”’After 14 years, how long must we wait for the state to do its fair share to make sure Texas teachers and public school employees have affordable, high quality health care coverage?’ Texas State Teachers Association President Noel Candelaria asked Thursday at a special meeting of the Texas Retirement System Board of Trustees.” http://m.chron.com/news/education/article/Teachers-reiterate-call-for-state-to-step-up-6585151.php
You can watch Noel speak in the archived video at http://trs.mediasite.com/mediasite/Play/23f91d2006004357a0370186b89f02651d; scroll to 7:17:3.
October 22, 2015
TSTA urges TRS to ask Legislature to double state contribution to educator health care
TSTA today urged the Teachers Retirement System of Texas to join educators in asking the Legislature to double the state’s $75 monthly contribution to health insurance costs for school employees to $150. The contribution hasn’t been changed since the program was created in 2001.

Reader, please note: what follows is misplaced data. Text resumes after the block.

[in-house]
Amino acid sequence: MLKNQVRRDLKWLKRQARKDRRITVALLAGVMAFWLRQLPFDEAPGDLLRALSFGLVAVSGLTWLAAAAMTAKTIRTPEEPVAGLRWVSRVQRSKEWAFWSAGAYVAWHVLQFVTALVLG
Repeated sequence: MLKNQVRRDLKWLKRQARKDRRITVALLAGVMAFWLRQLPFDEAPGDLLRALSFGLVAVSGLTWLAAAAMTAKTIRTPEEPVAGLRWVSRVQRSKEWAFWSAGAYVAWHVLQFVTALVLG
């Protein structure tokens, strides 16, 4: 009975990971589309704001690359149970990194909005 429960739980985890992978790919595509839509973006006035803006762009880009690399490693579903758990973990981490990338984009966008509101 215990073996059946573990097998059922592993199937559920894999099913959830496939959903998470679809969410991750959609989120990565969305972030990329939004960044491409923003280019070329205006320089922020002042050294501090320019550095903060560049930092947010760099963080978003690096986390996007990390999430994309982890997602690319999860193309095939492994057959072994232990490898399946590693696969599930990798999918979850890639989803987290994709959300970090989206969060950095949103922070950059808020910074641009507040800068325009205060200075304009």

“Employee premiums have increased 10 times since 2003 – by as much as 238 percent for some employees – at a time when budget cuts have left Texas teacher pay stagnant, $7,000 below the national average,” TSTA President Noel Candelaria said at a TRS town hall meeting on educator health care.
“Meanwhile, the $75 per month state contribution for school employee health care has not increased – not even by a penny,” he added.
Depending on the level of coverage, Candelaria said, insurance for an entire family can cost some school employees more than $1,300 per month – more than a mortgage payment for most TSTA members. Consequently, many educators are delaying medical treatment, waiting to start a family or leaving the profession.